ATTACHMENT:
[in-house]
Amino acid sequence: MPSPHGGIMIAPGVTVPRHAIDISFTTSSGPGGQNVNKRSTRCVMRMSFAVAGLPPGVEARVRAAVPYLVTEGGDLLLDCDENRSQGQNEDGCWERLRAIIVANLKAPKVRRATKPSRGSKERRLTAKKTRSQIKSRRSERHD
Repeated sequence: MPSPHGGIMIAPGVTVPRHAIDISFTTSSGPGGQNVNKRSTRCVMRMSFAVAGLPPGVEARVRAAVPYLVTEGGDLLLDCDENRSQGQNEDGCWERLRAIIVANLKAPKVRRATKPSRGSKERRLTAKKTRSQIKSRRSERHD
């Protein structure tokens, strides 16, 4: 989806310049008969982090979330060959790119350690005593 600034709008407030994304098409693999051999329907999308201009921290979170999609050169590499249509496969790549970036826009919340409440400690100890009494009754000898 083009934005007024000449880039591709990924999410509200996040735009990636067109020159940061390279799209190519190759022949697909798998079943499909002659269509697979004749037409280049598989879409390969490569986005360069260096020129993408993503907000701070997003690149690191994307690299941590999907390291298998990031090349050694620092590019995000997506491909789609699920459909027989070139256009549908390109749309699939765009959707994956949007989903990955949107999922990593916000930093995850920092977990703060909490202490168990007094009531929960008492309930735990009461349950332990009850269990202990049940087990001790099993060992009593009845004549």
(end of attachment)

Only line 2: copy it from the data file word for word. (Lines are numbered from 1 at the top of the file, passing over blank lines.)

Amino acid sequence: MPSPHGGIMIAPGVTVPRHAIDISFTTSSGPGGQNVNKRSTRCVMRMSFAVAGLPPGVEARVRAAVPYLVTEGGDLLLDCDENRSQGQNEDGCWERLRAIIVANLKAPKVRRATKPSRGSKERRLTAKKTRSQIKSRRSERHD